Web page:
Mar 30 2011

Health benefits of pet ownership

There are many reasons to believe that having pets can improve your health.  The surprising thing is that there isn’t much scientific evidence to prove it.  Although humans and animals have been companions for thousands of years, the bond that we share has only been studied for a short time.  Physicians and other observers have noted the clear benefits that pets bring to people with illnesses, disabilities, and developmental issues, but there has yet to be a large, long-term study with a control group to show the actual rates of improvement.

Children are the first to take advantage of this connection.  Some children, when asked who they talk to when upset, will answer that they go to their pets first.  Those with autism have been helped immensely by animals.  They are seen to be calmer, and will communicate with the animal, even when they have trouble interacting with humans.  Hospitalized children have been reached by animals as well.  Some with terminal illnesses will refuse to speak or move, but when they are visited by an assistance dog, they will speak or reach out to them.  And it has been suggested that introducing kids to animals at a young age will lessen their chances of developing animal allergies.

Owning a pet also contributes to better health in adults.  They have been shown to lower blood pressure, even in stressful situations.  One study done by the National Institute of Health followed 421 people who had suffered heart attacks of differing levels of severity.  After a year the survival rate was much higher for dog owners.  Some animals are so in tune with such minor changes in our demeanor and actions that they can help predict when a seizure is imminent, alerting people so they can be prepared.  These are in addition to the most recognized assistance animal: the seeing-eye dog.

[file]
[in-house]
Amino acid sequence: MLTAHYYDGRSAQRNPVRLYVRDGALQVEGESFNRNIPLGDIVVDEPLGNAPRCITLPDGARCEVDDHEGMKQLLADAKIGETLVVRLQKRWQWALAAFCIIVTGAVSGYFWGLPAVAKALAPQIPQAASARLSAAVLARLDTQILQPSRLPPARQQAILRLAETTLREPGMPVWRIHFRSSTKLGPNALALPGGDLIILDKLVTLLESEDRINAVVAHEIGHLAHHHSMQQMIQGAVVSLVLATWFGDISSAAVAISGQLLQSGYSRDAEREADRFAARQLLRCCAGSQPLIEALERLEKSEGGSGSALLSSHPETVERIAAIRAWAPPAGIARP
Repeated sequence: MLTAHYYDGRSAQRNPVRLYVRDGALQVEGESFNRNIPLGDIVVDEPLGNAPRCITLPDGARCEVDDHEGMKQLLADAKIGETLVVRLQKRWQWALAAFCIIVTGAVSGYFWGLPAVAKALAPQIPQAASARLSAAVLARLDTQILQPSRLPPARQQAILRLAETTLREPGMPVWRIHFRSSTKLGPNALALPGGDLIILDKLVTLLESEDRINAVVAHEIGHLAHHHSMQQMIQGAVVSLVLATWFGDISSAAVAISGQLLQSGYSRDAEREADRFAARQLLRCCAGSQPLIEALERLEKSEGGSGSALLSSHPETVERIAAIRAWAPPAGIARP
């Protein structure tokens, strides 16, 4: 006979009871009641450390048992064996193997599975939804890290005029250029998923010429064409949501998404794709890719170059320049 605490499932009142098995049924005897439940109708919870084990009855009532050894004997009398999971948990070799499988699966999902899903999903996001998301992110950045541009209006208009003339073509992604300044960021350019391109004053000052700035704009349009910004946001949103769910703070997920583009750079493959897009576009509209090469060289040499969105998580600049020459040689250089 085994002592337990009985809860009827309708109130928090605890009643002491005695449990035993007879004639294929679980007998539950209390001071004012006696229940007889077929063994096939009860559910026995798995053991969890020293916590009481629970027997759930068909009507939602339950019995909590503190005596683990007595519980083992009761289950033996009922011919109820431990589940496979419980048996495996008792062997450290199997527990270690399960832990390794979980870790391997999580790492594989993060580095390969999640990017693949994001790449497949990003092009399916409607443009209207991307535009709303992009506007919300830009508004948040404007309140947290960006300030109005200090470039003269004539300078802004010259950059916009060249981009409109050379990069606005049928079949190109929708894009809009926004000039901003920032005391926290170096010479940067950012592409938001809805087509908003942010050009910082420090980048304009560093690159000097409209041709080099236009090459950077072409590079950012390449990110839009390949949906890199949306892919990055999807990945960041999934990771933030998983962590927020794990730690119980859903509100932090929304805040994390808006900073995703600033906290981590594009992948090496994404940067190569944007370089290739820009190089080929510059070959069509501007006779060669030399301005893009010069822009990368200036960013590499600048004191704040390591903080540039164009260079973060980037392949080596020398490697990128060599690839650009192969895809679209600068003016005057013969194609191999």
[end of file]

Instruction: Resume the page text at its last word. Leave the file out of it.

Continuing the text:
Having a pet can also be a boon for intellectual stimulation.  Taking your dog for a walk not only gets you more fresh air and exercise, but it creates opportunities for social interaction, which has been shown to decrease the chances of failing memory as one ages.  Cuddling with animals can decrease anxiety, and improve someone’s mood.  People with depression have also been shown to respond to the unconditional love that can only be given by pets.

Older adults who own dogs have been shown to be more mobile than those who don’t.  Taking their pets out for walks regularly makes it easier for them to move around.  Patients with Alzheimer’s can be soothed by the presence of pets.

We love animals for different reasons: from companionship, to having someone to care for, to their unconditional love for us.  It would be great to have some tangible evidence that shows what we already know: they can also better our physical and mental health.  The NIH is looking into a study on just such a thing, and several other researchers have expressed interest in exploring this mutually beneficial bond.

What do you think?  Are animals just companions, someone furry to keep you company?  Or do they help us so much that we should be able to claim them as a healthcare expense?  I’m somewhere in the middle:  I love pets, and I think they do more than some would give them credit for.  But sometimes it seems like my cats are on a mission to raise my blood pressure, and they’re lucky they’re so cute, so I can’t stay mad at them.  I’m looking forward to seeing the results of the studies that are in the works, to see if we’re right about how much they benefit humans.

*Note: this article, though two years old, is very informative:

http://newsinhealth.nih.gov/2009/February/feature1.htm

ePet Websites Admin | Atlanta Pet Blog, Health, Living with pets

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